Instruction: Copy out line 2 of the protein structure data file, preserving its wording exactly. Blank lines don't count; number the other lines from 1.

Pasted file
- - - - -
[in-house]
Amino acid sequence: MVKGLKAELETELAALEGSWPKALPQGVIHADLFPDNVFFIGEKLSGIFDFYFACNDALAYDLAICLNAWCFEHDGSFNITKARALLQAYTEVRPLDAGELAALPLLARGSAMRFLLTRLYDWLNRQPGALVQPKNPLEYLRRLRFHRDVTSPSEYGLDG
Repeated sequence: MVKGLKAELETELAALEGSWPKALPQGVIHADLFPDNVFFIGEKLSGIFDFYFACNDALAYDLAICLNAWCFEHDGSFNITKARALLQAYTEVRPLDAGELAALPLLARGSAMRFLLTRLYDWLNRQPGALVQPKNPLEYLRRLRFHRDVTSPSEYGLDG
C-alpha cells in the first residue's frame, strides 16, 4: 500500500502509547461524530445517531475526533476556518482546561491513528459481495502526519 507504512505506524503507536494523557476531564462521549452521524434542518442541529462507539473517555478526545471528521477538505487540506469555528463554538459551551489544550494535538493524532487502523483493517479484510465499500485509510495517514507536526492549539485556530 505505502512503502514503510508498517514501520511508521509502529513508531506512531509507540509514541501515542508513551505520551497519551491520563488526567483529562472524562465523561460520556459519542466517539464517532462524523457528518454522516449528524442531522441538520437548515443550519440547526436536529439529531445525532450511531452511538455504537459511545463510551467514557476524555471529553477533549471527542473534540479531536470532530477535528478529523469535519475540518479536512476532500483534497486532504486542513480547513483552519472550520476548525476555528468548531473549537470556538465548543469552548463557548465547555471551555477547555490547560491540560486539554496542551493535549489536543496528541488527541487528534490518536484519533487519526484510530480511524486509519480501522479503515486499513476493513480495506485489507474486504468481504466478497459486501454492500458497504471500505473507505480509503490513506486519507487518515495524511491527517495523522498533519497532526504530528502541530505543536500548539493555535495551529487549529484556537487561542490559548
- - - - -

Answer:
Amino acid sequence: MVKGLKAELETELAALEGSWPKALPQGVIHADLFPDNVFFIGEKLSGIFDFYFACNDALAYDLAICLNAWCFEHDGSFNITKARALLQAYTEVRPLDAGELAALPLLARGSAMRFLLTRLYDWLNRQPGALVQPKNPLEYLRRLRFHRDVTSPSEYGLDG